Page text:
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Discussion Starter · #1 ·
Well, it's deck type, one box unit as the first controller but slimmer and better looking. It has the CD-ROM, Internet connection, remote with all easy to use features. I used to have the PC3 controller box which needed to have a PC or laptop to work with and this setup was quite inconvinient for me as I had to dedicate a laptop to my HT just for D-Box and had to turn it on and off every time I watched a movie. With the 340c everything is very smooth and easy.


BTW, the moment when a car hits the Mexican guy at the opening scene of "Constantine" is quiet scary with D-Box :eek:
 

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Murat,


I love the 340c. That (as well as the PC3) was a huge upgrade from the series 2 unit.
 

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No, unfortunately they are not. But they should be able to get that CE marking soon. I'd recommend that you e-mail D-Box and ask about it. It might speed up the process. Interestingly, actuators are already CE'd
 

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Murat,


That's very heartening news re the actuators - hat's off to D-Box, they've been true to their word. It looks like I'll have to get my cheque book warmed up!


One other 'connectivity' Q, I see from the specs that the PC3 MCI only has a non-digital sub input/output whereas the 340c has line level L/R for non-digital sources (e.g music, gaming consoles etc.). Given this, how would I directly connect a PS/2 or Xbox to the PC3/MCI box so as to get non F/X 'gaming' movement in a Quest chair?


Zander
 

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Discussion Starter · #6 ·
Zander,


I'm affraid I can't help with that question as I use my D-Box just for movies and never tried anything else. Maybe Mr. Poindexter or D-Box people will be more helpful.


Good Luck...
 

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For audio mode in video games, I would think you are looking at just using the LFE for the PC3. My PC3 is still packed up right now (I just moved) so I can't confirm, but I recall it only had LFE in for audio mode while the 340c has L/R and LFE inputs for audio mode.


I haven't played any video games on the Odyssee for a long time and I have never played them in audio mode.
 

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Mr. P -

You mentioned that you never played games on the D-Box in "Audio Mode". What is Audio Mode and what other settings are there?


I ask because, if I am ever able to get a D-Box system, it will be heavily used for console-gaming.
 

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Audio mode is for content that is not programmed specifically for it. For example, if I were to watch Spider-Man, it is already programmed for the Odyssee and I would watch it in F/X mode. If I were to watch Stargate Atlantis, well that hasn't been programmed so I would watch it in audio mode where the system looks at the audio signals and runs through a computer algorithm to come up with motion.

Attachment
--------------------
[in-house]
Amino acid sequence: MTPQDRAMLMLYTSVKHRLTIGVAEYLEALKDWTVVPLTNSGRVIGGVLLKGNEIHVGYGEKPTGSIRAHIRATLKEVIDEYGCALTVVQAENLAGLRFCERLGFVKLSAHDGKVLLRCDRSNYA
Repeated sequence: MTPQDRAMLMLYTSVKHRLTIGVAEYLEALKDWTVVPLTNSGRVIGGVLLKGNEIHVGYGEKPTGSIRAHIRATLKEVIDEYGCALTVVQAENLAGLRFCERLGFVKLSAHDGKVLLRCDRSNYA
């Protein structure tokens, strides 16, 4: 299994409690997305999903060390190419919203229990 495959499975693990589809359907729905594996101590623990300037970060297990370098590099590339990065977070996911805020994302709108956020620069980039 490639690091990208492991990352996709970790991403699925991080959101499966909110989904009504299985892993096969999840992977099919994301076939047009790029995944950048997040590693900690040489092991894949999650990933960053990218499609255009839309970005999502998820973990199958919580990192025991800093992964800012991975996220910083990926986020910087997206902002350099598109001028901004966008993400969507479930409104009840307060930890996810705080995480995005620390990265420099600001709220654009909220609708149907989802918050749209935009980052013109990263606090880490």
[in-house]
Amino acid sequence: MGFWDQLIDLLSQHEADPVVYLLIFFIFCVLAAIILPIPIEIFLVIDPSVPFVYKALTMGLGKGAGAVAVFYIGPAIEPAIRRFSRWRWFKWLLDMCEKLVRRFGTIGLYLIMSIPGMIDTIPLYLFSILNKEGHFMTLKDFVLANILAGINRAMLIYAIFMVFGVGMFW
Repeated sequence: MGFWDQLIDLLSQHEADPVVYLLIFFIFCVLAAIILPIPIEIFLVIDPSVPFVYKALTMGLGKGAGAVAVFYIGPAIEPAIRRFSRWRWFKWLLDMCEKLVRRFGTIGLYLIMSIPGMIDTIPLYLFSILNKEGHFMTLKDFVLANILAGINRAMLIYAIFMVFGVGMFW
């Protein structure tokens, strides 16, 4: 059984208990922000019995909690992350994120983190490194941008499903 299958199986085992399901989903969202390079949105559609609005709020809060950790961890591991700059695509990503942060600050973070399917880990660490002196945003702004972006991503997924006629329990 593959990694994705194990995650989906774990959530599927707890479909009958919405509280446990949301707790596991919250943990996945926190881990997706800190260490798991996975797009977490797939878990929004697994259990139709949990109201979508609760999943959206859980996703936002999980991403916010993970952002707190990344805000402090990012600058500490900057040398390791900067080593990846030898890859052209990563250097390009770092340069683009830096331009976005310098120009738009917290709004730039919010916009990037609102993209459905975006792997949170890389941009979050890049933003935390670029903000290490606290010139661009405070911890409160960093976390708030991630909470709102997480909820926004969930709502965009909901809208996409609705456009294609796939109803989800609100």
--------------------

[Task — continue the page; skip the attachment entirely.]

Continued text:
F/X mode is vastly superior to audio mode. Audio mode is still superior to buttkickers but the gap isn't as big as it is between audio and F/X modes. I would have to guess that audio mode is superior on the 340c vs. the PC3 due to the extra audio inputs and having the ability to look at more of the audio to make the determinations at movements.


The problem with games is that to work in F/X mode, they need to be specifically programmed to work with the Odyssee and game manufacturers are not going to invest a lot of money into programming such things unless there is a sufficient base of hardware out there to justify the programming expense. I suggested to D-BOX to get "forcefeedback" data that is sent to the joystick and use that, which should give a good amount of data for motion effects. I don't know if they have looked into that yet, since my love isn't video games. The few games I do play on the computer are puzzles or RPGs - not first person shooters, flight sims or racing games.
 

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Speaking of Audio Mode, (if I'm understanding this correctly), the new controller can look at left, right, and LFE to come up with which motions to create.


Do you think there will ever be a controller that accepts 5.1 or 7.1 analog (or even better, digital SPDIF/Optical) inputs? This way it would have access to a lot more location-specific audio information to create motion from.
 

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I don't think you will see a 5.1 analog input for motion codes. If they went that route, then they would just use the SPDIF data and decode that. Of course, the more channels you look at, the more complex the algorithm and the more CPU power you need to do that, which drives up the controller price. It would also require a license from Dolby and from DTS. Still, what are they going to get from 5 channels that they won't get from 2? While it is more information, it isn't going to compare to F/X mode.


Think of it like this: put in a movie you have never seen before, set the audio to stereo with the subwoofer on and close your eyes. Just based on the sound, tell me what is happening and what motion you should be feeling. How much more accurate will your guesses be listening to surround sound vs. listening to stereo? Compare that to how accurate your descriptions of motion would be if you opened your eyes.
 

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Quote:
Originally Posted by Mr.Poindexter
Think of it like this: put in a movie you have never seen before, set the audio to stereo with the subwoofer on and close your eyes. Just based on the sound, tell me what is happening and what motion you should be feeling. How much more accurate will your guesses be listening to surround sound vs. listening to stereo? Compare that to how accurate your descriptions of motion would be if you opened your eyes.